How Atmospheric Sounding Transformed Weather Prediction

In the late 1950s, a scientist named Lewis Kaplan divined a new and groundbreaking way to calculate temperature in the atmosphere for weather forecasting: by measuring the vibration of molecules at different altitudes. The hope was to do this using a brand-new technology, an Earth-observing satellite. At the time, the only way to get a reading on atmospheric temperature was to dispatch high-altitude weather balloons, or radiosondes. Weather balloons collected…

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Synthetic Material Heals and Strengthens Itself Using Carbon from Air

A new synthetic material that can strengthen and repair itself could be beneficial for the construct industry if enhanced further. Massachusetts Institute of Technology researchers have created the new material that can react with carbon dioxide from the air to grow, strengthen and repair itself by performing a chemical process similar to how plants incorporate carbon dioxide from the air into growing tissues. “This is a completely new concept in…

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New Antibody Breaks Through Cancer’s Defense System

A newly engineered antibody holds promise in leading the fight against cancerous tumors. Researchers from the University of Southampton have developed a new antibody that could unlock cancer’s defense against the body’s immune system by targeting 4-1BB, an immune receptor that can activate the killer T-cells to find and destroy cancer cells. The researchers found that 4-1BB is present mainly on a population of T cells within regulatory T cells,…

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New 3D Crime Scene Mapping Tool Turns Incident Scenes into Virtual 3D Models

When officers arrive at a crime or crash scene, they have to spend a lot of time looking for evidence, processing it, taking photos of it, and documenting. To help make this process more efficient, the Department of Homeland Security’s (DHS) Science and Technology Directorate (S&T) has teamed up with the Israeli Police to invest in a new tool. The tool, called 3D-Hawk, can turn a crash or crime scene into an…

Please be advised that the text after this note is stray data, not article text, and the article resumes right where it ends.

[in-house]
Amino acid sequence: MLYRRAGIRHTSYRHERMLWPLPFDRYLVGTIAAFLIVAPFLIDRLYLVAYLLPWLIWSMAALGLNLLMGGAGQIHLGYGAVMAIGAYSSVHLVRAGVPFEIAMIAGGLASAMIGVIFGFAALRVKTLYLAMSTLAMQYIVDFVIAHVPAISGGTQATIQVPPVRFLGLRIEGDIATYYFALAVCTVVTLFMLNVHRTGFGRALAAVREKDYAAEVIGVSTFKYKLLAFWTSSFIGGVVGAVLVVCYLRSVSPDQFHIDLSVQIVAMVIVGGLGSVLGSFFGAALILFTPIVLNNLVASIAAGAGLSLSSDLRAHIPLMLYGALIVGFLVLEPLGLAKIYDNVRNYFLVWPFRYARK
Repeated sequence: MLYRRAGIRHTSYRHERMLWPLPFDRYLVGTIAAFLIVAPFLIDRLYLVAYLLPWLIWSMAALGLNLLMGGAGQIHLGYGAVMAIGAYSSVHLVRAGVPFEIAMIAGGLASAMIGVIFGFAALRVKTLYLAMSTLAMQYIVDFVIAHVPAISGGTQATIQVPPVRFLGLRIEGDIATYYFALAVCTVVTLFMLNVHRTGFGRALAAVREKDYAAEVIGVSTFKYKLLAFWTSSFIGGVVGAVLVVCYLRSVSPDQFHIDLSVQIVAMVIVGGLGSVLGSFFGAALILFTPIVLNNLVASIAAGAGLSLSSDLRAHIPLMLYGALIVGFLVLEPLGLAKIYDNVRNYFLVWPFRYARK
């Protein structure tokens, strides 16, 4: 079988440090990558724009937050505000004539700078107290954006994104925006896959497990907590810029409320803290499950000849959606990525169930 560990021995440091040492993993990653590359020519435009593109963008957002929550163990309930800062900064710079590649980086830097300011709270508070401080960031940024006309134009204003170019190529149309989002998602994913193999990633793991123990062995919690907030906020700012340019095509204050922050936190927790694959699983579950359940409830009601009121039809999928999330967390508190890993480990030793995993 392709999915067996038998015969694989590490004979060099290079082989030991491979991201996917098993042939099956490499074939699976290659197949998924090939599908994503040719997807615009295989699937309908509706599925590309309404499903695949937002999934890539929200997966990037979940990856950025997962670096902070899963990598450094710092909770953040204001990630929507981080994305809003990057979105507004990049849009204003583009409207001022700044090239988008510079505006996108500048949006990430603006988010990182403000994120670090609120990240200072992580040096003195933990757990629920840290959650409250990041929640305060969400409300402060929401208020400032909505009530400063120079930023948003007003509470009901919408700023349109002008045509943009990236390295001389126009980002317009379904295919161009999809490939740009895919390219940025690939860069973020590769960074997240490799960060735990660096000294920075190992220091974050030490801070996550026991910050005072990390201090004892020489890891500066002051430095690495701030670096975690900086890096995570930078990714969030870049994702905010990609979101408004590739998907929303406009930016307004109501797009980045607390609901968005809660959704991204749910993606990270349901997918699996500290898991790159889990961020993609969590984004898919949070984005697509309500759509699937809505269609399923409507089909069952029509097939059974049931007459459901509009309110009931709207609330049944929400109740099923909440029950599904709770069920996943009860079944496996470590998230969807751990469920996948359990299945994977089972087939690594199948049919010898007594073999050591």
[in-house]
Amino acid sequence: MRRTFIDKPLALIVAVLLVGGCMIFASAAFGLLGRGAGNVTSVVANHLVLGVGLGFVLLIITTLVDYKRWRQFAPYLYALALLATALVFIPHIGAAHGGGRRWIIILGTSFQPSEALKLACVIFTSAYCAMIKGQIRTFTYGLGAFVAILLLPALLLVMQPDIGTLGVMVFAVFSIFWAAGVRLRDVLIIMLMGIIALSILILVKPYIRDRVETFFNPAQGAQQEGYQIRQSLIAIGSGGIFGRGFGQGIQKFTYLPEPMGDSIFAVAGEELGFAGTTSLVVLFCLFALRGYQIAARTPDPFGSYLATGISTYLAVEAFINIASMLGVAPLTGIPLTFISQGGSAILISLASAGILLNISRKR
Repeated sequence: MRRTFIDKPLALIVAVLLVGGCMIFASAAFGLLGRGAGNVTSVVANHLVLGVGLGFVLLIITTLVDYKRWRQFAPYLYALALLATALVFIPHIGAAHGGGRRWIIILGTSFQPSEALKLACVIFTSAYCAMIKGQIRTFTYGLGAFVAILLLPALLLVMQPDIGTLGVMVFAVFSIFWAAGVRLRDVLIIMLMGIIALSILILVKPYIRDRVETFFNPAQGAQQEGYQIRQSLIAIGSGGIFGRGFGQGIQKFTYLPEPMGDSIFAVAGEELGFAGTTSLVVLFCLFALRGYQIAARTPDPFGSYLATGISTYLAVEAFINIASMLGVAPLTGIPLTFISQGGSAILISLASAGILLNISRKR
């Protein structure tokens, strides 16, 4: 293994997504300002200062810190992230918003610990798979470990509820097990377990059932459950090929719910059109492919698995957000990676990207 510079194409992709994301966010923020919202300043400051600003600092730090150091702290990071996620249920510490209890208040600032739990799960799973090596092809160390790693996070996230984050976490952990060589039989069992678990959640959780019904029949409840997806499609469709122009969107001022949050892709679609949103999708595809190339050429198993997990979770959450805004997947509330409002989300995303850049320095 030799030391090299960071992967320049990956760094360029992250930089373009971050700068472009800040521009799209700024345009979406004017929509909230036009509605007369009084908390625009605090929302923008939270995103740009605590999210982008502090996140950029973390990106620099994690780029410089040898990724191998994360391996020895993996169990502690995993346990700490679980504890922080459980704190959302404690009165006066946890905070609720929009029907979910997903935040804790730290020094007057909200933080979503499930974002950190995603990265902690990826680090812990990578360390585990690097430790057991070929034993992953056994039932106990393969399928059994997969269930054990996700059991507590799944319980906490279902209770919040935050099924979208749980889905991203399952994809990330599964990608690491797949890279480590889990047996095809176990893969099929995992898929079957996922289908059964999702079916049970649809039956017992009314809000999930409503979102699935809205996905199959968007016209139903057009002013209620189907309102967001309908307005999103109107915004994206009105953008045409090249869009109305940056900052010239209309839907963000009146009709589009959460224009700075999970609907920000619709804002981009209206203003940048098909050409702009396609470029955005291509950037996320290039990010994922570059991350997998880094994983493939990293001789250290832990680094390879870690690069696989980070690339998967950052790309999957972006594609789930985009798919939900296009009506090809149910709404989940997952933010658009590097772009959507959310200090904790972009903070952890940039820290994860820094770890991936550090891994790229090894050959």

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Redesigning the Fire Extinguisher to Suck Fire in Space

The Department of Mechanical Engineering at Toyohashi University of Technology has developed an unusual fire extinguisher that sucks flames and burning materials into a vacuum chamber. Once safely captured inside the chamber, the flames and materials are suffocated or extinguished. Dubbed Vacuum Extinguish Method (VEM), the reverse concept extinguisher is geared toward special environments that are highly enclosed, such as space vehicles and different types of space transportation, and submarines.…

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University of Miami Partners to Build Spacecraft Structures for Air Force Research Laboratory

The U.S. Air Force Laboratory’s (USAF) composites branch has partnered with the University of Miami, Louisiana Tech University, University of Arkansas and the University of Texas to highlight the application of 3D printed carbon fiber and epoxy components on air and spacecraft structures. The partnership comes after Emrah Celik, an assistant professor in the College of Engineering’s Department of Mechanical and Aerospace Engineering, spent his summer as a Fellow for the…

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Bacteria Hidden in Soil Could Yield New Antibiotics

Natural products made by organisms such as soil-dwelling bacteria may be the key to breakthroughs in drug design. Researchers from the Scripps Research Institute have found that bacteria-derived molecules called thiocarboxylic acids could be useful as ingredients for the next generation of antibiotics. “We use natural products as an inspiration for chemistry, biology and drug discovery,” Ben Shen, PhD, professor and co-chair of the Department of Chemistry at Scripps Research,…

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HOW THE GROWTH AND EVOLUTION OF THE OVER-THE-AIR TV HOME FITS INTO TODAY’S VIEWING LANDSCAPE

Over-the-air (OTA) TV—the programming that we all have access to even if we don’t have a cable or satellite programming subscription—is becoming a big thing again. In fact, it’s one of the best things to happen to cord cutters and cord shavers, as it offers them free TV through a digital antenna. Even better, with the shift to digital broadcasting a decade ago, they’re getting even more channels for free—and…

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Tesla’s Latest Competitor Is a $15,500 Electric Three-Wheeler

It’s all-electric like a Tesla. It’s priced like a Ford Fiesta. It’s one of the oddest-looking vehicles you’ve ever seen — and it may just redefine the commuter car. As General Motors Co. prepares to shut the plant near Toronto that got car-making started in Canada more than a century ago, a new model is taking shape in a tiny production facility in Vancouver’s outskirts. Meet the Solo — a…

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Cold Weather Wreaks Havoc with Batteries in Electric Vehicles, Says AAA

The recent brutal cold snap in many parts of the U.S. undoubtedly put a lot of strain on vehicle batteries, which lose a lot of their cold cranking capacity under such conditions. But what happens when the s battery charging system is the focal point of virtually all vehicles functions —as is the case with electric vehicles? According to recent tests conducted by the AAA, the results were not good.…

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